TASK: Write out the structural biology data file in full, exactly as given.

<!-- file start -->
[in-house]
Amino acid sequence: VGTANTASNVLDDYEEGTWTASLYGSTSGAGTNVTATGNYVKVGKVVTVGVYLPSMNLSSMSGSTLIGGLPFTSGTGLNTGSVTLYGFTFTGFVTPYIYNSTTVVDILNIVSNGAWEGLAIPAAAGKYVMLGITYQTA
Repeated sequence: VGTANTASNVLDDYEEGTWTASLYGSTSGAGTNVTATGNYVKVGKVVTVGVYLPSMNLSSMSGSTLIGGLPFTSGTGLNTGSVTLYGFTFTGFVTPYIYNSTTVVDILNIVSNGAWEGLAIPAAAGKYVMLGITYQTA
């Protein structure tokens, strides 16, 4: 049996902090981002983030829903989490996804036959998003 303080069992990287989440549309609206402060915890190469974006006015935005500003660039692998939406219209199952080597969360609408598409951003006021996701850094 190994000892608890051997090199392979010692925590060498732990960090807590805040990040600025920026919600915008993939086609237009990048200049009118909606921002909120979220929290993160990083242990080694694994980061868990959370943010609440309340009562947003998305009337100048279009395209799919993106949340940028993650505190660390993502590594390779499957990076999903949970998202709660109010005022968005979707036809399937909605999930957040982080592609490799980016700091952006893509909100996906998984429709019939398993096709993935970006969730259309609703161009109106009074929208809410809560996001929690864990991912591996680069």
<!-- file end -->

[in-house]
Amino acid sequence: VGTANTASNVLDDYEEGTWTASLYGSTSGAGTNVTATGNYVKVGKVVTVGVYLPSMNLSSMSGSTLIGGLPFTSGTGLNTGSVTLYGFTFTGFVTPYIYNSTTVVDILNIVSNGAWEGLAIPAAAGKYVMLGITYQTA
Repeated sequence: VGTANTASNVLDDYEEGTWTASLYGSTSGAGTNVTATGNYVKVGKVVTVGVYLPSMNLSSMSGSTLIGGLPFTSGTGLNTGSVTLYGFTFTGFVTPYIYNSTTVVDILNIVSNGAWEGLAIPAAAGKYVMLGITYQTA
């Protein structure tokens, strides 16, 4: 049996902090981002983030829903989490996804036959998003 303080069992990287989440549309609206402060915890190469974006006015935005500003660039692998939406219209199952080597969360609408598409951003006021996701850094 190994000892608890051997090199392979010692925590060498732990960090807590805040990040600025920026919600915008993939086609237009990048200049009118909606921002909120979220929290993160990083242990080694694994980061868990959370943010609440309340009562947003998305009337100048279009395209799919993106949340940028993650505190660390993502590594390779499957990076999903949970998202709660109010005022968005979707036809399937909605999930957040982080592609490799980016700091952006893509909100996906998984429709019939398993096709993935970006969730259309609703161009109106009074929208809410809560996001929690864990991912591996680069």